Casey Slack dropped by a for a visit tonight. He's in town this weekend to wish his dad a Happy Father's Day (By the way, Happy Father's Day Pops!) and to attend an educational conference in the Big Smoke (Toronto). He came bearing gifts, a case of ketchup. That, gentle readers, is a case of friendship in action.
We talked about a favourite subject of mine, Bridge, and one of his, education. He's an administrator for several schools up North and a rising star in the Education establishment for the province of Ontario. Mind you, he had to spend a lot of years teaching in South America and in an Arabic country or two to get the bona fides, but I can safely say he's a 'hands-on' educator, rather than an academic. Within the constraints of the whims of the education system, the schools he's involved with are lucky to have him there.
Given the opportunity, it takes little for me to pitch my favourite ideas for education. I would like to see comic books promoted as young as kindergarten and grade one. I believe the progression to reading and enjoying books as a pleasure, starts with comic books. I'm not talking about The Punisher or Buffy the Vampire Slayer, of course. But Donald Duck, Mickey Mouse, Uncle Scrooge, Little Dot, etc. Most kids that age don't know reading is boring. Capturing them then, captures them later. All kids love a story with a narative. Pictures help them learn to read. Why can't more people see that?
I also think THAT'S the time to start teaching kids the difference between tattling (telling to get other people in trouble, wrongly) and telling (telling the truth about other people doing wrong things). We have to eliminate the stigma of telling, if we are to ever get a handle on the exploding bullying problem. By lumping tattletales together, we later learn telling the truth is tantamount to snitching, ratting and all manner of truth-telling pejoratives designed to protect the criminal element in our society. And bullies depend on it.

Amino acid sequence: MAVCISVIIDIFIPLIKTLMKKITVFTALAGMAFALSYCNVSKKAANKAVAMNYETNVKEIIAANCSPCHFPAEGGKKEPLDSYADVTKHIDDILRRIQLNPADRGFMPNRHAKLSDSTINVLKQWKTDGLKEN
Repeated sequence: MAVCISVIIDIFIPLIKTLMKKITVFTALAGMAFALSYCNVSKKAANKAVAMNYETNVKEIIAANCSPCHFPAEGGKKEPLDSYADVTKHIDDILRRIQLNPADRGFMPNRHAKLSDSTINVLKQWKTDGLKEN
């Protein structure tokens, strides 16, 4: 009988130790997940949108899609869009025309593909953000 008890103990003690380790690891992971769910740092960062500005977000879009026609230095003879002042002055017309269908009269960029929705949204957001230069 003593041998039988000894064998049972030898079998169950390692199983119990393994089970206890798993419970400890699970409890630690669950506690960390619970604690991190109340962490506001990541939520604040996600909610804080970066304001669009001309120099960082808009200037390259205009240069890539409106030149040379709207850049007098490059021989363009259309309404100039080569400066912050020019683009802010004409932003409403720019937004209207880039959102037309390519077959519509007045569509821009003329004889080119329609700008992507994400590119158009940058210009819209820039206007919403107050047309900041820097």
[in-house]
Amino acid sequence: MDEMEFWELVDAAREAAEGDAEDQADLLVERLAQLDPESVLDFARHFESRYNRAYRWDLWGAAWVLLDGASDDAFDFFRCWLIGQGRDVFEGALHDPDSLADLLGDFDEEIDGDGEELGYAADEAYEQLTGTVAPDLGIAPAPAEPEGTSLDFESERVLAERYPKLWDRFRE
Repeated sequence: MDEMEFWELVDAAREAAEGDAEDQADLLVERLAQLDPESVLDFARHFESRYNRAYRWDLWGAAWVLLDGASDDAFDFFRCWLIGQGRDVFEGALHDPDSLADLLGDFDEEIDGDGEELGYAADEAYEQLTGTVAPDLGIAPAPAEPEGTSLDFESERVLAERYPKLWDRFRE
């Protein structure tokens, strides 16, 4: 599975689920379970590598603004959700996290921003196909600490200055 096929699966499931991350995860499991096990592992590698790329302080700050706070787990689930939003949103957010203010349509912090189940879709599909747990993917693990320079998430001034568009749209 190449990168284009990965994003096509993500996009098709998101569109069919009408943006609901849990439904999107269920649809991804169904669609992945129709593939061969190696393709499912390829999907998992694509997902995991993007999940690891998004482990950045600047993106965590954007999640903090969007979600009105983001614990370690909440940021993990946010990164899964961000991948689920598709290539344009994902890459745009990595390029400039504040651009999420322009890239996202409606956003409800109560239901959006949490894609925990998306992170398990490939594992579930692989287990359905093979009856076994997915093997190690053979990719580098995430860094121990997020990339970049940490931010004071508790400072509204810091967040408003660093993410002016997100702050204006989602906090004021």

While I wouldn't champion teaching 10-year olds how to play Bridge, I think there's LOTS to be gained by teaching the game in high school. It's a game that teaches arithmetic and mathematics, psychology and communications. It requires co-operation and it functions as an aid to memorization as players learn to compartmentalize and then remember the playing of all the cards for each hand. These techniques serve cross-subject educational values. And, anything that creates more face-to-face time amongst kids, keeping them away from the computers in their bedrooms, can't be a bad thing.
Bridge has been very, very good to me. Despite my natural disinclination towards socializing, Bridge has created the opportunity for me to visit one end of this continent to the other. I've been offered trips across seas (which I declined). I've hobnobbed with billionaires and snot-nosed kids not yet in high school. I've partnered nonagenarians and pre-teens, hearing stories about each's childhoods. I've played with players from just about all the various religions and ethnic types. It's a game I learned in high school and which I hope will keep me mentally alert and active until the day I keel over.
And you know, cashing the deciding trick in a bridge game wouldn't be the worst way for that moment to come.